As I look back on the importance of Craig’s Kalam Cosmological Argument book and the special place it had in my own philosophical formation, I give thanks to God for this and related beneficent influences in my life.
In this month’s Roundtable discussion, we were asked to answer the following question: which book (besides the Bible) has most influenced you as an apologist or Christian philosopher? I’m going to read the “or” as an inclusive “or” and give you two books, or rather, two authors, that have most shaped me both as an apologist and a philosopher (while those two roles overlap, they are distinct). I’m going to share the book or books that entered my conscious awareness first upon reflecting on this question. There are so many books, and so many authors, for which I am indebted.
When it comes to the book that has most shaped me as a Christian philosopher, my answer is J. P. Moreland’s book Universals. It’s not that the book is the most rigorous or convincing or interesting philosophy book (sorry J. P. — but I do think it has all of those features to a high degree). Rather, it made an impression since it was my first real analytic philosophy book ever read. I read it during my first semester in graduate school at Talbot School of theology in J. P.’s metaphysics class.
The book did three things in me. First, it gave me permission to pursue rigorous philosophy as a Christian. Philosophy is about pursuing the truth about the world and that takes real intellectual work. And sometimes we might not see the connection between some high-level technical issue (such as the problem of universals) and our faith. But of course, they are there. It’s important to study the fundamental concepts in philosophy so that we can make connections between the truths we discover and the story of God. (As it turns out, I eventually did my dissertation on what I now call the Problem of God and Abstract Objects. That topic is a direct application of the ideas discussed in J. P.’s book.)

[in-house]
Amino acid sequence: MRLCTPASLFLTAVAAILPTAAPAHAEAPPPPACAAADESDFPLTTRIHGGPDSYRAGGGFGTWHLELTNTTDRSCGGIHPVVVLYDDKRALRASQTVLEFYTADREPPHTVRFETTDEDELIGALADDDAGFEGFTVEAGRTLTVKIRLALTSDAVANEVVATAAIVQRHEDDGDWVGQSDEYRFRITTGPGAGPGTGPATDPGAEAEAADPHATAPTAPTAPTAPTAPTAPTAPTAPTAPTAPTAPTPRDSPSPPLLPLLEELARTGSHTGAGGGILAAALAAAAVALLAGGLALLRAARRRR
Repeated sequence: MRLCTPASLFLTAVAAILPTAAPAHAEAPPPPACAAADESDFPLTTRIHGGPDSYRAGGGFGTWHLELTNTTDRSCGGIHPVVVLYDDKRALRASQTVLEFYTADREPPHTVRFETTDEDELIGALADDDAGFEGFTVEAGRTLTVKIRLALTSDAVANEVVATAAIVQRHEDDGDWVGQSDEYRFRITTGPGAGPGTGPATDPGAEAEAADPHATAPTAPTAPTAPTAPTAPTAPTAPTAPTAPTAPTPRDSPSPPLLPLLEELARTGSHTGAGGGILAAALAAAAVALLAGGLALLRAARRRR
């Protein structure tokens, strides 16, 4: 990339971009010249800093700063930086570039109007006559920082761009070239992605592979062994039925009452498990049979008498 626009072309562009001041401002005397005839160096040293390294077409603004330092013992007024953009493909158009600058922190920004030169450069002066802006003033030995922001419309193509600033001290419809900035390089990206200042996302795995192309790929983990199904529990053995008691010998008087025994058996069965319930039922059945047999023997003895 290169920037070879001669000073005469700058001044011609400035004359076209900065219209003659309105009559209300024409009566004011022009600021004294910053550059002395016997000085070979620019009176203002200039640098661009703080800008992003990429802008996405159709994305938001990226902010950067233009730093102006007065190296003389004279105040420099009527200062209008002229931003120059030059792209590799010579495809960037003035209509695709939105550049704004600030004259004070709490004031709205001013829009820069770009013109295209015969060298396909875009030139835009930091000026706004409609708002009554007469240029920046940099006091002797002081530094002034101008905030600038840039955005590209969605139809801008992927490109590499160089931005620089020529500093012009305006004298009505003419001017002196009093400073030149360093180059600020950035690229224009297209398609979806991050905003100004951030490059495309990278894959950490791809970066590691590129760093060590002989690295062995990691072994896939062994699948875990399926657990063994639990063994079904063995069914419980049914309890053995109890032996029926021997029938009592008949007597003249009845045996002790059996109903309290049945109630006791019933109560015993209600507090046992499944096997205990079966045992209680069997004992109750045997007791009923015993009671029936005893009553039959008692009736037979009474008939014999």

Second, reading Universals evoked in me, like all good philosophy, a sense of wonder. I can remember reading about properties (being green, being bald, being wise) and relations (being taller than, being the father of, being to the left of) and then walking around at Laguna Beach in Southern California and looking with fresh eyes at the green tree, the blue ocean, and the world around me. I was full of wonder: the world is much more mysterious and beautiful and sacred than I realized. Philosophy begins in wonder and sets us on a quest to discover the answers to our questions.
Finally, the book helped me see the world more clearly. I learned, by the light of reason, that there is more to reality than the physical. There are abstract objects—properties, numbers, relations, sets, propositions, and more—and they hook up to concrete things like tables, horses, and humans in all these interesting ways. I now realize that there is a deep and long Platonic Christian tradition, and I think this is the right way to go. The universe is a sacramental universe pointing beyond itself to the divine, and I have come to see that seemingly mundane and tangential debates in philosophy help us see and make sense of the world around us.
When it comes to the book that most shaped me as an apologist, I’m going to cheat: not one single book, but rather the works of C. S. Lewis. In writing my own book on apologetics called Cultural Apologetics, I found my inspiration from Lewis’s writings, as well as his life. One essay, in particular, found in a book called On Present Concerns, is called “Talking about Bicycles.” That essay unlocked Lewis for me. Using a bike as an illustration, Lewis discusses the four stages we go through with pretty much everything: unenchanted, enchanted, disenchanted, and re-enchanted. This schema is a major theme in my own work, and I thank Lewis (and Tolkien and others who hail from a more enchanted age) for the insights.